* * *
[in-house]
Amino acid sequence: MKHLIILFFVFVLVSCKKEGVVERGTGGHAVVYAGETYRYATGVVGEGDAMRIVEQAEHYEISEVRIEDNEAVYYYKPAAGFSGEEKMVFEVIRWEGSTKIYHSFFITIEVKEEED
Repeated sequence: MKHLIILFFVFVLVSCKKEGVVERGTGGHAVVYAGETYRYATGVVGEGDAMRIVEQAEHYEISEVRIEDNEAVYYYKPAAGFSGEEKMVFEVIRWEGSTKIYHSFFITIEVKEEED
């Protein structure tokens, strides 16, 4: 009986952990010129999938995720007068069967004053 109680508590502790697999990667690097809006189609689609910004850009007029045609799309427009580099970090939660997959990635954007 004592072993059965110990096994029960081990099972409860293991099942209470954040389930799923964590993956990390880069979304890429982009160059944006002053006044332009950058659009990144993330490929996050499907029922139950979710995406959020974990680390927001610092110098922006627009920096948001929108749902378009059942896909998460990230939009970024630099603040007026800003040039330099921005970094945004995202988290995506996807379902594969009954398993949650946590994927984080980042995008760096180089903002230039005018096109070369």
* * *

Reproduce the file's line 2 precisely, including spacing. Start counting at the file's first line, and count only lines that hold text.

Amino acid sequence: MKHLIILFFVFVLVSCKKEGVVERGTGGHAVVYAGETYRYATGVVGEGDAMRIVEQAEHYEISEVRIEDNEAVYYYKPAAGFSGEEKMVFEVIRWEGSTKIYHSFFITIEVKEEED